More than a dozen people protested outside the headquarters of PSO Thursday because of the utility's implementation of Smart Meters in the Tulsa area.
Protesters said the new meters are affecting their health, causing fires and invading their privacy.
"It’s a win-win for corporate America and a lose-lose for just the average citizen," protestor Darlene Sharpe said.
Electromagnetic pulses, radio frequency emissions, fires, ‘Big Brother’ selling your data, utilities being able to control what goes on inside your home - those are several of the complaints by the protesters against Public Service Company of Oklahoma's Smart Meters.
"It’s the control,” Sharpe said. “It's the invasiveness into your own home that's a big problem for me, and the fact that the public is unaware of this."
Of PSO's half-a-million customers, only 60 people have chosen to opt-out of the new meters. The utility rolled out its "opt-out" program this summer, for a fee.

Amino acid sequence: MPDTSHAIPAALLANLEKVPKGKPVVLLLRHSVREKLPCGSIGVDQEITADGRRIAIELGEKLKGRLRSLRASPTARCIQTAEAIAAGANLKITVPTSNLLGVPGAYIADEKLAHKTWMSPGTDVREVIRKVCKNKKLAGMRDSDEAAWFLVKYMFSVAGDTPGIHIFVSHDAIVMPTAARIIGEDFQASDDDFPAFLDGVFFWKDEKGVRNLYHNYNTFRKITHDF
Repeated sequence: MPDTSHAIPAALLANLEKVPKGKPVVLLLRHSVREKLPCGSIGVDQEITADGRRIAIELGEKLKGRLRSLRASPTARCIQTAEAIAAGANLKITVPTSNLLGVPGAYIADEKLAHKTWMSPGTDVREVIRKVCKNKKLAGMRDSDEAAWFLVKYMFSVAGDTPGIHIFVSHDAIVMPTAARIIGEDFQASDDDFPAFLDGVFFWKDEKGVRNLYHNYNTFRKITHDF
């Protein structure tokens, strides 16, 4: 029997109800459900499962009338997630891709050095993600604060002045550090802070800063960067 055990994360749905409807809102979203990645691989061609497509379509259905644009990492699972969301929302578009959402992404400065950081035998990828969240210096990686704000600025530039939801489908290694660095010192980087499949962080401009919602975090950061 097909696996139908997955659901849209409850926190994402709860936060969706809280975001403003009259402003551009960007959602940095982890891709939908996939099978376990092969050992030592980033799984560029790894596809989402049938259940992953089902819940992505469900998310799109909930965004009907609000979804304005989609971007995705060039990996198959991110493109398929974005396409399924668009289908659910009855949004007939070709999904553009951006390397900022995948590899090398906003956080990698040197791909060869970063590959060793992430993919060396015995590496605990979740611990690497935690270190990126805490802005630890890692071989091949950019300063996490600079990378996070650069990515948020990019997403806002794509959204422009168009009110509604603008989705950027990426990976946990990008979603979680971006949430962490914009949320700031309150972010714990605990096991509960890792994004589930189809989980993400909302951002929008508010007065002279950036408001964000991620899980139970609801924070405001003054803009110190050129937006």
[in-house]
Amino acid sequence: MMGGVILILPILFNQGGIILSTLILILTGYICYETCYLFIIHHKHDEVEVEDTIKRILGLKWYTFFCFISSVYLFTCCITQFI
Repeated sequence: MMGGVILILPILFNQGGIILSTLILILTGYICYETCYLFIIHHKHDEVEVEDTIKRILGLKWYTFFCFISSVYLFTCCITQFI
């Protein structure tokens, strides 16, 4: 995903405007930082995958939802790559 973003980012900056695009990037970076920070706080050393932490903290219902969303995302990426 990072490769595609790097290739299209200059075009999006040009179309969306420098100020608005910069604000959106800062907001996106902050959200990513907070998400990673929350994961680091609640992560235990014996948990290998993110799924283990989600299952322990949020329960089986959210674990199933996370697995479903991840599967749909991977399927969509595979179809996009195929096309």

If you do decide to opt-out, you're going to get a new meter anyway, the main difference is that it doesn't communicate.
PSO says 80 percent of Oklahomans are on Smart Meters now, and this is the way the utility helps customers save energy and spot outages.
Stan Whiteford with PSO said, “There are a lot of people that don't hold those strong opinions that are open to the information that we have and are open to hearing both sides."
PSO spoke with the media before the protest to answer claims brought against their new meters.
Whiteford took issue with the protesters saying customer data from the meters are being sold to other companies.
“That's an outright lie and they know that," he said.
It costs a one-time fee of $71 to opt out of the Smart Meters, plus another $28 every month.